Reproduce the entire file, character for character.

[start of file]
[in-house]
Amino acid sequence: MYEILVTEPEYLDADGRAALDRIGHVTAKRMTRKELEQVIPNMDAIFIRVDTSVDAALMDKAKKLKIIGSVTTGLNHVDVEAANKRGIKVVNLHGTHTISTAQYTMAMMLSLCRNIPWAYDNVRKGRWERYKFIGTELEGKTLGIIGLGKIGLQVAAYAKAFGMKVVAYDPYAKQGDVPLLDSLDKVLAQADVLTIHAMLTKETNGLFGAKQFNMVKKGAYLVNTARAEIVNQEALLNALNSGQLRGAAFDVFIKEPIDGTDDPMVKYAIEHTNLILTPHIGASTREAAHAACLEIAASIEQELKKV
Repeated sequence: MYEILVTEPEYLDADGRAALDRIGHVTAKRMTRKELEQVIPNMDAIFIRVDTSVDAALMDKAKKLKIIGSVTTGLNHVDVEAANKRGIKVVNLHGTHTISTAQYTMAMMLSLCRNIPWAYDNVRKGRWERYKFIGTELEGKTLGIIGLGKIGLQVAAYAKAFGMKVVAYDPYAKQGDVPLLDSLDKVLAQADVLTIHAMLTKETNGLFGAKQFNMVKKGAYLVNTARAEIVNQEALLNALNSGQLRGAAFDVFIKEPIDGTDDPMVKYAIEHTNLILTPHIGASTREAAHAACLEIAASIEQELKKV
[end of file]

[in-house]
Amino acid sequence: MYEILVTEPEYLDADGRAALDRIGHVTAKRMTRKELEQVIPNMDAIFIRVDTSVDAALMDKAKKLKIIGSVTTGLNHVDVEAANKRGIKVVNLHGTHTISTAQYTMAMMLSLCRNIPWAYDNVRKGRWERYKFIGTELEGKTLGIIGLGKIGLQVAAYAKAFGMKVVAYDPYAKQGDVPLLDSLDKVLAQADVLTIHAMLTKETNGLFGAKQFNMVKKGAYLVNTARAEIVNQEALLNALNSGQLRGAAFDVFIKEPIDGTDDPMVKYAIEHTNLILTPHIGASTREAAHAACLEIAASIEQELKKV
Repeated sequence: MYEILVTEPEYLDADGRAALDRIGHVTAKRMTRKELEQVIPNMDAIFIRVDTSVDAALMDKAKKLKIIGSVTTGLNHVDVEAANKRGIKVVNLHGTHTISTAQYTMAMMLSLCRNIPWAYDNVRKGRWERYKFIGTELEGKTLGIIGLGKIGLQVAAYAKAFGMKVVAYDPYAKQGDVPLLDSLDKVLAQADVLTIHAMLTKETNGLFGAKQFNMVKKGAYLVNTARAEIVNQEALLNALNSGQLRGAAFDVFIKEPIDGTDDPMVKYAIEHTNLILTPHIGASTREAAHAACLEIAASIEQELKKV